So, yeah. I made an alabaster sculpture, and I kind of like the result. And I’m happy that I did it, that I had the experience and learned a deeper appreciation of that art form. And yes, I am also pleased that I don’t ever have to make another alabaster sculpture, with the possible exception of the if-and-when instance of my deciding someday to have another go at it. Meanwhile, I have a decent memento of the experience. And if I get tired of it as a decorative object, it’s big and heavy enough to make a decent doorstop. If not beauty, then utility: that’s kind of how those once-or-more decisions can go.

Rants in My Pants

Yeah, yeah. I get that itch and I just gotta scratch it. Clearly, I’m not much on keeping my feelings to myself. Secretive? Uh-uh. Obviously I’m not paranoid about my privacy. Got nothing worth stealing but the loves of my life, and they are all masters of their own destinies thankyouverymuch. The skeletons, if any, in my closet would likely bore the socks off of any self-respecting archaeologist, and any idiot that puts in the effort to sneak a peek into my nekkidness, physical or spiritual, will get the severe eye-poke he she or it deserves without requiring any action on my part beyond existing in my infinite beauty.

Then again . . .

photo collage of blue/white images + text

The unmapped life is full of wonderful surprises . . .

What I could never have designed for myself or expected as a reward for my humble personal resources is a life history marked by the remarkable and filled with the fabulous. To take inventory of the amazing things I have experienced and the outstanding people whose paths I have been privileged to cross is to stand in awe of my incredible good fortune and all of the odd and pleasing presents it’s tossed in my circuitous life’s wanderings. Here’s a little inventory of some of that funny life o’mine in the form of a list, in no particular order, of things I have or have not done, for good or ill. I guess we all do this sort of self-inventory from time to time because such reflection is an intriguing way of finding out surprising things about each other and, more than that, about ourselves.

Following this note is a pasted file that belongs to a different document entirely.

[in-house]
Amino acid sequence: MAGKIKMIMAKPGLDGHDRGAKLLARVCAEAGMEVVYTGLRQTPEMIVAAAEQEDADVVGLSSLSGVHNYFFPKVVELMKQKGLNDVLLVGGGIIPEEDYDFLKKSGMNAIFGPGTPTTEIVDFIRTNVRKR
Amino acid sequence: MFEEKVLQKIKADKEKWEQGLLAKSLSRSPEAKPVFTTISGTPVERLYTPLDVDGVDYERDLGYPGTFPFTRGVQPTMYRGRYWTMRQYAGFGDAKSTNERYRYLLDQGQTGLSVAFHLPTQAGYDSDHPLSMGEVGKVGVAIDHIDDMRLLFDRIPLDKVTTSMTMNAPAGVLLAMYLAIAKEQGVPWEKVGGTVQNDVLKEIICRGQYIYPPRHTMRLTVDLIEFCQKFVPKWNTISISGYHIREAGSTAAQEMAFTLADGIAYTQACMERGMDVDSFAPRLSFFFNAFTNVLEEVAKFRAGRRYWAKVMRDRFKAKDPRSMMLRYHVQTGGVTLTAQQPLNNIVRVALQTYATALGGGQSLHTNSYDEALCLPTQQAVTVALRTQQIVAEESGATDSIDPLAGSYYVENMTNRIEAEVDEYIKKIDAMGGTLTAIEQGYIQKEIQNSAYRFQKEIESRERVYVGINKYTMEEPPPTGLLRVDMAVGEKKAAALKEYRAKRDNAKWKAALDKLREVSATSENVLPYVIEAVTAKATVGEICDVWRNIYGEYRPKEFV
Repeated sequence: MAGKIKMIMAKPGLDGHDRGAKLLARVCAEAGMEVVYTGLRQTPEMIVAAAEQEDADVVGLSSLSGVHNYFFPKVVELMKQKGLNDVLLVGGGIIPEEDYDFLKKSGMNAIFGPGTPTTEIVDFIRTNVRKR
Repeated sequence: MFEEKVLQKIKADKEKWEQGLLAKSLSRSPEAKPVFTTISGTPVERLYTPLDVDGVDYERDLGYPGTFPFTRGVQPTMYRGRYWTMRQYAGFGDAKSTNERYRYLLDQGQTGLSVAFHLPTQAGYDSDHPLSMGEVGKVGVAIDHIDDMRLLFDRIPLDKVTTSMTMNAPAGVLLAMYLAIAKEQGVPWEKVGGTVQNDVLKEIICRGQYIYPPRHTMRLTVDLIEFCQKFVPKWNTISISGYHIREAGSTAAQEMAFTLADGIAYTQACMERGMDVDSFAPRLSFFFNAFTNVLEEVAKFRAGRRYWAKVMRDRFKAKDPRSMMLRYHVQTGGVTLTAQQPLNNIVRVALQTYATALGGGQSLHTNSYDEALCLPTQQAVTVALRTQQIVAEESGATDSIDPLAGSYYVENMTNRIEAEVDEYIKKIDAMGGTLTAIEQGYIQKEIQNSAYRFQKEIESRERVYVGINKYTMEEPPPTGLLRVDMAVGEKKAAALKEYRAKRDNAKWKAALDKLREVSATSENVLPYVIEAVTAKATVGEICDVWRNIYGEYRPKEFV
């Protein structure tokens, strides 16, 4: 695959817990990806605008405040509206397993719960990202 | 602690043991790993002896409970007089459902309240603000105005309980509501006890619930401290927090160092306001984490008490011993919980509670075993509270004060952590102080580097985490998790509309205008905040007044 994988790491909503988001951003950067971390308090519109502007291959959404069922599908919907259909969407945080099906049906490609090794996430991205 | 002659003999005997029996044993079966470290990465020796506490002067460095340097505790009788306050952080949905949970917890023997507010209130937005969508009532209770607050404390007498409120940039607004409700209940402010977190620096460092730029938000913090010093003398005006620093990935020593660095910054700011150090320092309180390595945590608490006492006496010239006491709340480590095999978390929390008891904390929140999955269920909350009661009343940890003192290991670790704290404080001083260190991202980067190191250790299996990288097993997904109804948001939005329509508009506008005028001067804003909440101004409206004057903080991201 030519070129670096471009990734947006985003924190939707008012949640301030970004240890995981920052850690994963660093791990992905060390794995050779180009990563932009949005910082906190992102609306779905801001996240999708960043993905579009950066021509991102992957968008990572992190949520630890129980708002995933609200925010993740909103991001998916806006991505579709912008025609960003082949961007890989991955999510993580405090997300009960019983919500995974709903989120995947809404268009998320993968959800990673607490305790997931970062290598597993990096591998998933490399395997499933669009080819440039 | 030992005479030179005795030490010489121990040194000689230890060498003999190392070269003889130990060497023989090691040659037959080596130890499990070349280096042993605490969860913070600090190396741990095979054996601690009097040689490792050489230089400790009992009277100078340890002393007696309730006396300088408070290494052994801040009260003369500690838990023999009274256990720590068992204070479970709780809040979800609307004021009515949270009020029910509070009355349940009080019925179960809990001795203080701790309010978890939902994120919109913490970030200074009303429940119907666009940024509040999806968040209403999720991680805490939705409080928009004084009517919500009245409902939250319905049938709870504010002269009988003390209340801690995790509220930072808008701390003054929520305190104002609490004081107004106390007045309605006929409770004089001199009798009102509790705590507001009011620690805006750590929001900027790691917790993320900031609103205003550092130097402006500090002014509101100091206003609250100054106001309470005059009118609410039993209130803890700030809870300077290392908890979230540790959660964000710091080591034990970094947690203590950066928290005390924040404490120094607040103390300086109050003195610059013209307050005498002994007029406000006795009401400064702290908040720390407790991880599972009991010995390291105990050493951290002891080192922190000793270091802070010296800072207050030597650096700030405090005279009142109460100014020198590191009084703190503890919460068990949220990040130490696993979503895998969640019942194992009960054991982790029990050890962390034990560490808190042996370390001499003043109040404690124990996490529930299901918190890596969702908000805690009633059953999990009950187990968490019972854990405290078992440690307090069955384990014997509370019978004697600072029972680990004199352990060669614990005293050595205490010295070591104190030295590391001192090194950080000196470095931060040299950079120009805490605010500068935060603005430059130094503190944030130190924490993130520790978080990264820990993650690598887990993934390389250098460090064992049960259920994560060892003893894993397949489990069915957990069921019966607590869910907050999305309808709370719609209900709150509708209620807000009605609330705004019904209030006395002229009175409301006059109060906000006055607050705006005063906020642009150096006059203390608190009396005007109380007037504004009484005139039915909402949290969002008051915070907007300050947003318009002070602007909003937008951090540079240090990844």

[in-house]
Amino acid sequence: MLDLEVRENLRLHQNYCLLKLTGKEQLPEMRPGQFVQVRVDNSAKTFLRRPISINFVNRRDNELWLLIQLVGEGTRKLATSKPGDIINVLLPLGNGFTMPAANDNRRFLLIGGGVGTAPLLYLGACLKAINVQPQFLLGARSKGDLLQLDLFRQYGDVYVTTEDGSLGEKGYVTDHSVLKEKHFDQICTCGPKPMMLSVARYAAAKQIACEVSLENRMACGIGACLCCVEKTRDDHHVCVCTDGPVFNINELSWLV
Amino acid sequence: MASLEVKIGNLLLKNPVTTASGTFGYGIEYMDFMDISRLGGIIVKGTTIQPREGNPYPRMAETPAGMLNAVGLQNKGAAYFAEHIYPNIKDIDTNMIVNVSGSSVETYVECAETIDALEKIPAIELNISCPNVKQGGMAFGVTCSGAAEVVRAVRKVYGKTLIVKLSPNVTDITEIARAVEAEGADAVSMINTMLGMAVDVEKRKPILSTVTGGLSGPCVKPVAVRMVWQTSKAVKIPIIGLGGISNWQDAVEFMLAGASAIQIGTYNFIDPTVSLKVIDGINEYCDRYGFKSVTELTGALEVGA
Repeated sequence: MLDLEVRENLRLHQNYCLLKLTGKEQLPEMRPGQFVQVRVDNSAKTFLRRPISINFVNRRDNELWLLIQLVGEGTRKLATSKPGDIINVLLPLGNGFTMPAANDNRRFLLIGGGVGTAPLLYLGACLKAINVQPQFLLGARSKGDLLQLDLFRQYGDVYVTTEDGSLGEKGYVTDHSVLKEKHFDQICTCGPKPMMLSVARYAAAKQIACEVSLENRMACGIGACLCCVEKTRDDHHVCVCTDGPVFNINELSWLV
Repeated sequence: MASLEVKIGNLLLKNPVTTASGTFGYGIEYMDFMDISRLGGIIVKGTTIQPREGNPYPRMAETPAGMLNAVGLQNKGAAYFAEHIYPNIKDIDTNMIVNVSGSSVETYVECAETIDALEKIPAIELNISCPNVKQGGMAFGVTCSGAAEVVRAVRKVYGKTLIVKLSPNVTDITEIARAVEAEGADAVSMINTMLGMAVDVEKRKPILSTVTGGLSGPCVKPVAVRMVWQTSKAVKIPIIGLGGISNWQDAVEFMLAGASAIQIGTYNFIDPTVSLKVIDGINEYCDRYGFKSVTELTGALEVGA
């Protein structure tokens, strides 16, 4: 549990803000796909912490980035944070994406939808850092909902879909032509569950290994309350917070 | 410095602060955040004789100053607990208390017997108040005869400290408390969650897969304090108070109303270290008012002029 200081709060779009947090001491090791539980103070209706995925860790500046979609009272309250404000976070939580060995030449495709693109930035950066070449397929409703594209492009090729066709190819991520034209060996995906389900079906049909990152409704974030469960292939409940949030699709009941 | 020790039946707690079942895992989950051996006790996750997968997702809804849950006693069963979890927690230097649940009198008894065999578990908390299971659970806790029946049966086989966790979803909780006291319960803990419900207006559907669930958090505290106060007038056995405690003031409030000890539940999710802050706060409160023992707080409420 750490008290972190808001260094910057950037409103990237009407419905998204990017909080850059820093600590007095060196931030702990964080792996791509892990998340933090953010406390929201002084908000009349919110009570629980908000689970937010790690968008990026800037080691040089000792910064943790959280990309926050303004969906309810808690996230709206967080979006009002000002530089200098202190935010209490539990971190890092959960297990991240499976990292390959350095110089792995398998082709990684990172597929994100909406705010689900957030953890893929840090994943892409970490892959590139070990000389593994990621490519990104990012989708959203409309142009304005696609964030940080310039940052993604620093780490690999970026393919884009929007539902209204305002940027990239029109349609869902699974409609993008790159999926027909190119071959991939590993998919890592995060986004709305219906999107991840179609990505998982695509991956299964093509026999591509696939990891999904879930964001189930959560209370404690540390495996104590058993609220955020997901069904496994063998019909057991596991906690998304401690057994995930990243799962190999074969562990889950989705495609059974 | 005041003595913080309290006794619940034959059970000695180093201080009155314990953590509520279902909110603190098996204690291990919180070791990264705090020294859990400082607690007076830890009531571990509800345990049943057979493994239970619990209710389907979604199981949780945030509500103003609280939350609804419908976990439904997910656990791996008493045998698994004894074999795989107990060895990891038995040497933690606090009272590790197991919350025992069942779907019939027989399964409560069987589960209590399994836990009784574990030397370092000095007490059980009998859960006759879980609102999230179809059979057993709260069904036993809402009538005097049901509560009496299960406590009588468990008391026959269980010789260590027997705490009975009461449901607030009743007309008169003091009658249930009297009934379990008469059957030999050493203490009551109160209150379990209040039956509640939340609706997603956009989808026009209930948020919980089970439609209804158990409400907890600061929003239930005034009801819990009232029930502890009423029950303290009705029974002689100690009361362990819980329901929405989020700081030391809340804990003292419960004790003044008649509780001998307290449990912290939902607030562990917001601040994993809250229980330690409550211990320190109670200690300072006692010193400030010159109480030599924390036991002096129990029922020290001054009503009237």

Here goes.

Things I Have Done:

*   Been bitten by a pony
*   Exposed a thief by revising a public swimming pool’s accounting system
*   Captured a bird by using a veiled antique hat
*   Canoed the Kickapoo River
*   Designed/sewn a ball gown out of plastic trash bags for a special party
*   Used an arc welder—very briefly and ineptly, to be sure
*   Seen celebrities at airports and discussed tuna sandwiches with one TV star
*   Forgotten very nearly as many things as I’ve learned
*   Grown vegetables
*   Been president of a theatrical organization
*   Helped rebuild an old toilet by custom manufacturing obsolete parts for it
*   Changed tires
*   Been the pianist for a wedding and for a theatrical production
*   Attended a formal banquet in a foreign palace
*   Told lame jokes
*   Been served coffee by a famous symphony conductor
*   Gotten stitches for a hockey injury
*   Drawn pictures
*   Drawn a crowd
*   Drawn butter
*   Drawn a blank